I showed up at school yesterday morning, not realizing that it was Crazy Hair Day. And I was wearing my usual short grey persona. Hmm … this won’t do. Who am I to miss out on a celebration? Kids were getting off the buses with all sorts of designs atop their noggins.
To the secretary I went, with thoughts of alligator paper clips in mind. She had lots of the black ones, and I started arranging them on my tresses. Okay, this is better. I’m fitting in now.
Off to the Grade 5/6 class for more clips. Jayne had a good supply of my preferred accessories. “Why don’t you have some kids help you?” she suggested. Immediately there were five girls ready to lend a hand. I was clipped here and also there. One girl grabbed an elastic and proceeded to tie the world’s smallest ponytail in my upper greyness. Felt like it was a half inch tall. And here comes a small sponge inserted into a forest of metal at the back. Jayne too was busy. She had cut a swath of 2″ wide red ribbon and finished me off with a tidy bow. Gosh, I looked good!
Now the freedom part:
1. I pranced from classroom to classroom, from principal’s office to gym, showing off my new look and admiring the creations of the short people. Lots of laughs pinging off the walls.
And then I thought about my afternoon, to be spent out in the world doing cool things. Should I retain my adornments for the community or ditch the whole thing in the spirit of normality? Some kids said “Take that stuff off.” Others smiled and offered “Go for it!”
I’ve never been really big on normality, so let’s continue the list:
2. Went to my bike shop. Ta-pocketa was ready to support me in life, having been tweaked for the mountains of the summer. My bicycle guy and gal had lots to tell me and grinned considerably between explanations. Sadly there were no other customers in the store. I wanted to flaunt my newfound beauty.
3. To the gym. One last day on the elliptical before testing the roads of life. Lots of v-shaped men sporting maximum muscles. I wondered if my red bow would fit in. I was nervous. I quelled the pain by initiating conversations with guys who were starting to stare. I’d laugh and I guess they felt obligated to join in. Later I figured out that my proactive words were a way to protect myself so I stopped doing that. I walked around silently from then on, watching a few frowns appear, and quite a few smiles. I survived nicely.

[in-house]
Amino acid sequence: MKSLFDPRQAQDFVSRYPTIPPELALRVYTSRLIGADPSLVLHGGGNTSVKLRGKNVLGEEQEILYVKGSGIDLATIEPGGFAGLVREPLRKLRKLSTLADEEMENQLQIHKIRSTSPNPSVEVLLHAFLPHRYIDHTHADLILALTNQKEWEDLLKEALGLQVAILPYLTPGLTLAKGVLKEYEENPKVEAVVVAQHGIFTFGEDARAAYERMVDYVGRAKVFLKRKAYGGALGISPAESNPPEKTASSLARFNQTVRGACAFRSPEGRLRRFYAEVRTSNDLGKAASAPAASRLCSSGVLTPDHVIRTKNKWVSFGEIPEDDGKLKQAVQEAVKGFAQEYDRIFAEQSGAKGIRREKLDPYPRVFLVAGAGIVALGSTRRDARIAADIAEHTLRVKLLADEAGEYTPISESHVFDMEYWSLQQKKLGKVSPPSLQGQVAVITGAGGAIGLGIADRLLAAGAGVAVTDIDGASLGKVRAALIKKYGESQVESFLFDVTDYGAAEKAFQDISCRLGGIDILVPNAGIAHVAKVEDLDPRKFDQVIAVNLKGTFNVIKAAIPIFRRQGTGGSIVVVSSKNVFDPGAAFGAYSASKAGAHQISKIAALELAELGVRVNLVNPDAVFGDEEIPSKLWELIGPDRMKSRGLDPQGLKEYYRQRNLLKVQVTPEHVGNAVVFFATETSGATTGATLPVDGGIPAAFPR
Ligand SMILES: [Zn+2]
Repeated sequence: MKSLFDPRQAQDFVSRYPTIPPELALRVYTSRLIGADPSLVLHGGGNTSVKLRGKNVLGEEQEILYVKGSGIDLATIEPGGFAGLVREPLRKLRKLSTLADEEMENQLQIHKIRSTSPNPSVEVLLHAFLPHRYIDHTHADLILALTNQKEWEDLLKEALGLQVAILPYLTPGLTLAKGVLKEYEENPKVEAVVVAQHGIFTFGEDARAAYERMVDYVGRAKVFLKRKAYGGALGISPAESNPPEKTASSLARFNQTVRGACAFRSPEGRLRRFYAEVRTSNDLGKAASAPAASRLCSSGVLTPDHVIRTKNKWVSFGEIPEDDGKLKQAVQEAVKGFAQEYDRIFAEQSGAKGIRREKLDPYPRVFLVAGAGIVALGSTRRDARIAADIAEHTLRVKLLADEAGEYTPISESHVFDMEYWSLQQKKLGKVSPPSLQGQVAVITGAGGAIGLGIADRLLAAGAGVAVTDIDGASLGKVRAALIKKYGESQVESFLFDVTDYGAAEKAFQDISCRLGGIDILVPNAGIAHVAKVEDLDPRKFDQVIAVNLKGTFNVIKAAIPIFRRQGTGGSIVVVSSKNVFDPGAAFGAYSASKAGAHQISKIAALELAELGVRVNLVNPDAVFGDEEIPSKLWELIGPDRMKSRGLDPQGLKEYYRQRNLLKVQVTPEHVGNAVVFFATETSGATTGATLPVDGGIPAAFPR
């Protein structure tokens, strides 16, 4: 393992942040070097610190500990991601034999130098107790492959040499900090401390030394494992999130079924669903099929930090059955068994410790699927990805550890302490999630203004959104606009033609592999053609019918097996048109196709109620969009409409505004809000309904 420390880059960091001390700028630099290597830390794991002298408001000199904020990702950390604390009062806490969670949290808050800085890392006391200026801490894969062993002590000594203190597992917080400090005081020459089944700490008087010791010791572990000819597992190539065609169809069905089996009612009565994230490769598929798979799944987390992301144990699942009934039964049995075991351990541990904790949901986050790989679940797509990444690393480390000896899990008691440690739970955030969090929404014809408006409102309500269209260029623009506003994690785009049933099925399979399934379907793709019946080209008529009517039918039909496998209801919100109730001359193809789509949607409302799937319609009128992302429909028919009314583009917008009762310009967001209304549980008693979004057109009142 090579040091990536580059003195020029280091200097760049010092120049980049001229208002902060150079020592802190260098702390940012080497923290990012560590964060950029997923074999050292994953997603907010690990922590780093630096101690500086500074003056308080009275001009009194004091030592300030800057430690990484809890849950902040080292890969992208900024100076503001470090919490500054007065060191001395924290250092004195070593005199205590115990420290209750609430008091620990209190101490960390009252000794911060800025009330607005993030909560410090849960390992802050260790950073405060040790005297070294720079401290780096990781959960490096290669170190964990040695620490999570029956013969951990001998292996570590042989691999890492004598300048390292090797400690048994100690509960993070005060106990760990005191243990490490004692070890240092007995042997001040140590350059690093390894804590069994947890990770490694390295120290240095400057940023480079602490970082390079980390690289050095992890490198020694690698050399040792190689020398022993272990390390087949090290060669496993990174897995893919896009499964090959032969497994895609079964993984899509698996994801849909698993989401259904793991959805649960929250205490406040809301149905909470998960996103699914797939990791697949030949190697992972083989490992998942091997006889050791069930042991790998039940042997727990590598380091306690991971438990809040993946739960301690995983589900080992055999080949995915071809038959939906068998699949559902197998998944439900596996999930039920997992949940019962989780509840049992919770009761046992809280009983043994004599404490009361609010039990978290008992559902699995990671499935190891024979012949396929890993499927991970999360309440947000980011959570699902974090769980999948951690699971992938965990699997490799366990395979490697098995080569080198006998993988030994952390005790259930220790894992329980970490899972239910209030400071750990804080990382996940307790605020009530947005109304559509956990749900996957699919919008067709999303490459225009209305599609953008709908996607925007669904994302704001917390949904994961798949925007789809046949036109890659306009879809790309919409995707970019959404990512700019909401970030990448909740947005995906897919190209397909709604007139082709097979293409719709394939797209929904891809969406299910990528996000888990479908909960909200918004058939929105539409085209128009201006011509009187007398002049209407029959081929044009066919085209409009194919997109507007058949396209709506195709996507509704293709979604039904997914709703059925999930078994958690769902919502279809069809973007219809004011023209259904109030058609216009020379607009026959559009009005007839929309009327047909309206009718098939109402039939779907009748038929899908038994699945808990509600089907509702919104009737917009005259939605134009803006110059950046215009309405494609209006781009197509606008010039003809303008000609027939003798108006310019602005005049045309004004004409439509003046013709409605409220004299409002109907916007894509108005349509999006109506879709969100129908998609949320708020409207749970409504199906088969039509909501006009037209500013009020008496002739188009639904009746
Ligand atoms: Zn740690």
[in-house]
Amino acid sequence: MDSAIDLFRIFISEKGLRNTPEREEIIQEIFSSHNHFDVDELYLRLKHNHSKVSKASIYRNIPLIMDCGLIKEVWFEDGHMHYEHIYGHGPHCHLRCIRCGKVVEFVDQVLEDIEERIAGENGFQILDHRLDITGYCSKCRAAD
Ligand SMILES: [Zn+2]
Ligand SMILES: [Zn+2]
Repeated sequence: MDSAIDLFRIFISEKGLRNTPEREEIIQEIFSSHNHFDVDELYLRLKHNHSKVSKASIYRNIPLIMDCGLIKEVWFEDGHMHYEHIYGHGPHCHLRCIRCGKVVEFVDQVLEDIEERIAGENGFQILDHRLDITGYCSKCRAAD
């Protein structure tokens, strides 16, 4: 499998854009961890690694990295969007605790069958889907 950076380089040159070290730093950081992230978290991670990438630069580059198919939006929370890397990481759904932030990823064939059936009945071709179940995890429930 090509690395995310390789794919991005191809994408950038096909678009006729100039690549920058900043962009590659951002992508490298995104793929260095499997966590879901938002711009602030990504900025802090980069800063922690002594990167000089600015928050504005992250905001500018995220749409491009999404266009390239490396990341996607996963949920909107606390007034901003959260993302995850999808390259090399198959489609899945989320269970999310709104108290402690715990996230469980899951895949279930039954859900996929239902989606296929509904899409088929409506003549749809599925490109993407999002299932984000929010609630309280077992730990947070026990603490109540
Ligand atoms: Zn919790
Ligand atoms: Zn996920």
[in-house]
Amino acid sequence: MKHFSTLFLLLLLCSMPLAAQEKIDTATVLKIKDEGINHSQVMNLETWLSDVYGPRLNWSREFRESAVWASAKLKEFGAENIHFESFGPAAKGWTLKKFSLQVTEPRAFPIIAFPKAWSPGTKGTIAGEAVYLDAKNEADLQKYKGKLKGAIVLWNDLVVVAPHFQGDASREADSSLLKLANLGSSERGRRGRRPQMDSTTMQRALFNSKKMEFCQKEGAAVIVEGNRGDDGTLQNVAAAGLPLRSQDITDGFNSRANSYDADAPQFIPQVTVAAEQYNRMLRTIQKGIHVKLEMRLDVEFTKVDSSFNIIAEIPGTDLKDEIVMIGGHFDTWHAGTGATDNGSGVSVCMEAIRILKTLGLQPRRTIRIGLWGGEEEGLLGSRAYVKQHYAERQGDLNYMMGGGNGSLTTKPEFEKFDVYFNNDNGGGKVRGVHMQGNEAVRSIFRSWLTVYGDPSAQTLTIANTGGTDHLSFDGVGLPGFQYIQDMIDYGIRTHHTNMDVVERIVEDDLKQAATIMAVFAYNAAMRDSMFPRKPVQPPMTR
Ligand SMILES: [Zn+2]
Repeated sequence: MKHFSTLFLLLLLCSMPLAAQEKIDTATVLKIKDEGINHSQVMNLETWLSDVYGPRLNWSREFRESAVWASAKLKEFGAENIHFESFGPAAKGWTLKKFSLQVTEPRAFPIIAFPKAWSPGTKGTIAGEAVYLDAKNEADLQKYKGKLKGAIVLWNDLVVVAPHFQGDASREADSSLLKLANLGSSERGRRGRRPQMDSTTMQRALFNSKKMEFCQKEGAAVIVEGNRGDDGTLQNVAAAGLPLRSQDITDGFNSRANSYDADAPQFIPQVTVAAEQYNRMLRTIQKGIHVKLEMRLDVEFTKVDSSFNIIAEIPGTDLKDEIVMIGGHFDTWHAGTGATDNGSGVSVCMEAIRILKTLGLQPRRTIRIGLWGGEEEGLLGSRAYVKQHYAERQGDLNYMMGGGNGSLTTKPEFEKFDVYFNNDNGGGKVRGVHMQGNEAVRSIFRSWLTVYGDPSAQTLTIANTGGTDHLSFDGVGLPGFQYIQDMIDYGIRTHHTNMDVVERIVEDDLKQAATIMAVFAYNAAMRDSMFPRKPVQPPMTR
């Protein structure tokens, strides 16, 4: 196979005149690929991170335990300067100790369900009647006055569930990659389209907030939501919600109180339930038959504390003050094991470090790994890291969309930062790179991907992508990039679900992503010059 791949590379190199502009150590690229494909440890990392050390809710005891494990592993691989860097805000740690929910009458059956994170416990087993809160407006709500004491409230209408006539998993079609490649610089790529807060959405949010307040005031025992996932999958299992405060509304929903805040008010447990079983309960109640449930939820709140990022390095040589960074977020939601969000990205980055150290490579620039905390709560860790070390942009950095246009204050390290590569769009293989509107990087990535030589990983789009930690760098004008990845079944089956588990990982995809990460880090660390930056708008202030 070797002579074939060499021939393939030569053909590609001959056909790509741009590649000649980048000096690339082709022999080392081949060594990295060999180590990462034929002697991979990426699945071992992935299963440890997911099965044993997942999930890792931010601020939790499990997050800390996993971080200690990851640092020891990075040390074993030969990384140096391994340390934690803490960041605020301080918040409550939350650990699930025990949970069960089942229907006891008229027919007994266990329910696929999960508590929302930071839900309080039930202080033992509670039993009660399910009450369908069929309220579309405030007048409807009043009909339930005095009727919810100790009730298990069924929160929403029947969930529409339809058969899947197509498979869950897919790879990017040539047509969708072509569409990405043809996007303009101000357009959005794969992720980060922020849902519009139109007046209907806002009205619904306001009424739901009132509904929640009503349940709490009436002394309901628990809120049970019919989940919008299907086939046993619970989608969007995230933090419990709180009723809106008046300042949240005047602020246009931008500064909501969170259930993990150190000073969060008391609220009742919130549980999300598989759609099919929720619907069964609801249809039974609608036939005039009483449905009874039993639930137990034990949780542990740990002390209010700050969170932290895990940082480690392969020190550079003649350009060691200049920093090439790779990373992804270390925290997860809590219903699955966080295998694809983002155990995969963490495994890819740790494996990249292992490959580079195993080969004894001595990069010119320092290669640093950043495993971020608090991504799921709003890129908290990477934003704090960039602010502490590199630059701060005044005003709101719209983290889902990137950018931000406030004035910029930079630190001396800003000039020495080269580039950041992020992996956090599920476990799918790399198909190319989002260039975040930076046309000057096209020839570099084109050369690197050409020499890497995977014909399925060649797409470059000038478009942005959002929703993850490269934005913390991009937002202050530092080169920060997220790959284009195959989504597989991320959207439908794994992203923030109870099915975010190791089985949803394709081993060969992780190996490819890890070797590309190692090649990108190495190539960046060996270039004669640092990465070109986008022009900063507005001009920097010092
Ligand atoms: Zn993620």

4. How about supper? I jaunted over to one of my fave restaurants – Mai’s Café. Lots of folks inside. I gulped a bit and opened the door, marching up to my favourite server and asking her if it was okay to come in looking like this. She laughed and said “No problem.” And there was chuckling from most of the tables too. See? I’m still alive.
5. Walked back to my car past evening strollers. There were a few averted faces but also some nodding and mini-cheering. Cool.
6. Why not go to a movie? Sure. The story was forgettable but I loved being stared at – before, after and probably during.
After walking in the door at home, I disassembled. Here were the contents of my head:
20 black alligator clips
1 red alligator clip
1 maroon alligator clip
1 green alligator clip
1 elastic band
1 small sponge
1 lovely red ribbon
What a pretty boy
As I headed to bed, I got thinking. Despite some initial qualms, the whole “Look at me!” adventure was no big deal. Yes, I felt free, but it seemed so … ordinary. Who cares if some folks frown? Who cares that sometimes I was the centre of attention? As you no doubt can tell, I like that. And who cares if I journeyed outside the box of expected public presentation?
There are infinitely larger challenges to address in life
Will I be brave enough to do so?